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Unformatted text preview: Righting the course? Humanitarian intervention, the war on terror and the future of Afghanistan International Affairs 84 : 4 (2008) 641657 2008 The Author(s). Journal Compilation 2008 Blackwell Publishing Ltd/The Royal Institute of International Affairs FATIMA AYUB AND SARI KOUVO * Consideration of Afghanistan within the framework of international humanitarian interventions generates an uneasy analysis. The US-led invasion in Afghanistan was not constructed as a humanitarian intervention, but conceived as an act of self- defence in response to the attacks on New York and Washington DC in September 2001. The war in Afghanistan was initiated with no clear strategies for long-term stabilization, state-building or development. In the context of previous policy declarations from the Bush administration, Afghanistan was a target and concern within the context of counterterrorism, not humanitarianism. Though felling the Taleban seemed a quick enough task at the time, ferreting out Al-Qaedas leader- ship and foot soldiers from the forbidding AfghanPakistani border and initiating a development process did not. Consequently the initial American plan for a quick operation to excise the cancer of terrorism was quickly blurred by a mismatch between shorter-term security and counterterrorist concerns and complex questions of long-term stabilization and state-building. The discourse of humanitarian intervention has largely focused on reconciling the inviolability of state sovereignty with the responsibility to protect during or after conflicts or crises. The practice of humanitarian intervention, including military humanitarian intervention, has been steadily widening in scope and complexity since the end of the Cold War. The war on terror created yet more confusion around the legal constraints on and political justifications for humani- tarian interventions, and the growing number of interventions has prompted broader discussion on post-conflict stabilization and state-building. It can be argued that the success of an intervention should be measured not merely by the absence of violence, but on the basis of the subsequent durability of the govern- ment and the well-being of the population. However, whatever the measure, the * The authors wish to thank Thomas Ruttig and Caroline Soper for valuable comments on early drafts of this article. Discussions at the conference on Humanitarian intervention: past, present and future at Chatham House on 5 June 2008 were important in finalizing the article into. The authors are consultants with the Afghanistan Program of the International Centre for Transitional Justice (ICTJ), and opportunities provided by the ICTJ have been invaluable in drafting the article. A fellowship at the NATO Defense College has been essential for providing Sari Kouvo with the time and space for reading and writing about the state-building process in Afghanistan. Many more people and institutional structures have provided critical insight and inspi-process in Afghanistan....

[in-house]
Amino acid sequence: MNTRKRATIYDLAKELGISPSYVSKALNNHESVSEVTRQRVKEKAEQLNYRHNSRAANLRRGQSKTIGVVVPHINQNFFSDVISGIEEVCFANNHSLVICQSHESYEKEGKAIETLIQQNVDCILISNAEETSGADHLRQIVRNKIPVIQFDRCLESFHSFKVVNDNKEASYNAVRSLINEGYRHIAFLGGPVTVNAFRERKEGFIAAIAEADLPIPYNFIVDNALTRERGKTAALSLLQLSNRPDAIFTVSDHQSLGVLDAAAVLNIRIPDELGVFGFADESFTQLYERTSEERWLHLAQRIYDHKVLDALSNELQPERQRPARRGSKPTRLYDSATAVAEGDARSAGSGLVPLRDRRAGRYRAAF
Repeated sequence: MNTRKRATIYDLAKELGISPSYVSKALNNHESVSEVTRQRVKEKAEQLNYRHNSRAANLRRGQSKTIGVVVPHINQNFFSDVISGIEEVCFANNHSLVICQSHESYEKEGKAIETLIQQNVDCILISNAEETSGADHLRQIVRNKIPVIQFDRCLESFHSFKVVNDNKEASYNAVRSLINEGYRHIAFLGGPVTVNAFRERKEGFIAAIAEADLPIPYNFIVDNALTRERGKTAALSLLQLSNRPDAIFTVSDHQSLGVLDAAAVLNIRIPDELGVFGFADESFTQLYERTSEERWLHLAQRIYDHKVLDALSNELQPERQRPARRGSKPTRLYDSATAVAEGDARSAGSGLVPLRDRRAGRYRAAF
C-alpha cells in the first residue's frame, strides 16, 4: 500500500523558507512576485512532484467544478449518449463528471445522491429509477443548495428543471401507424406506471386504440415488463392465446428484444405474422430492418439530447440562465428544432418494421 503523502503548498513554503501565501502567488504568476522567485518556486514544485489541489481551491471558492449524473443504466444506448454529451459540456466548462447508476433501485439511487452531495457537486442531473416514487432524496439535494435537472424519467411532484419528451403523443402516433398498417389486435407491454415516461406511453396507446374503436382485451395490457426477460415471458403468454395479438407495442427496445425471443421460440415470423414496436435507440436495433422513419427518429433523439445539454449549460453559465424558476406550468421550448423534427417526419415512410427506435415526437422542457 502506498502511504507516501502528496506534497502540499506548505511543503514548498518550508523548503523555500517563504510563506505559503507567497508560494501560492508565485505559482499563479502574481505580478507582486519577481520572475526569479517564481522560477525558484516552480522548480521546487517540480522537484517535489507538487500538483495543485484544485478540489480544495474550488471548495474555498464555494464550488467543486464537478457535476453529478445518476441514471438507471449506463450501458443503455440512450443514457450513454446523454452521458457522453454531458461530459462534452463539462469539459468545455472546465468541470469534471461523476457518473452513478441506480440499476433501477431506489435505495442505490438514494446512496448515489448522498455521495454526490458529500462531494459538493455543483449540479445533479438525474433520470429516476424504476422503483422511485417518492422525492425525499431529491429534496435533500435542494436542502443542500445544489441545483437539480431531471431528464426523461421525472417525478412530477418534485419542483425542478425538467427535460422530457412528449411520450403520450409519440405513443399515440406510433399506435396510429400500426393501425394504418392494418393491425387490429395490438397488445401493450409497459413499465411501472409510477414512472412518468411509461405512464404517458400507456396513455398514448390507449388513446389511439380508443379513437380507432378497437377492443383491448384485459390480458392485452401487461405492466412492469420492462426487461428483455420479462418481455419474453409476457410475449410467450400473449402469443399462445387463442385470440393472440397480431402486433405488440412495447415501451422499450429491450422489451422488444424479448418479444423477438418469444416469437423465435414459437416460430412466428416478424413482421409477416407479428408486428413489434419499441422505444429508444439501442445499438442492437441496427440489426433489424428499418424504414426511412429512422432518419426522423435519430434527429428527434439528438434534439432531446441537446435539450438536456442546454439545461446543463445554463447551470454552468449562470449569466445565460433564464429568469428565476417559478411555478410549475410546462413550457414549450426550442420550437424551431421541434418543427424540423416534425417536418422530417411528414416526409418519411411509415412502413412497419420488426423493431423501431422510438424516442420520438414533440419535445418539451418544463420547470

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This note was uploaded on 09/25/2011 for the course ENG 1 taught by Professor Lynch during the Spring '09 term at Santa Monica.
- Spring '09
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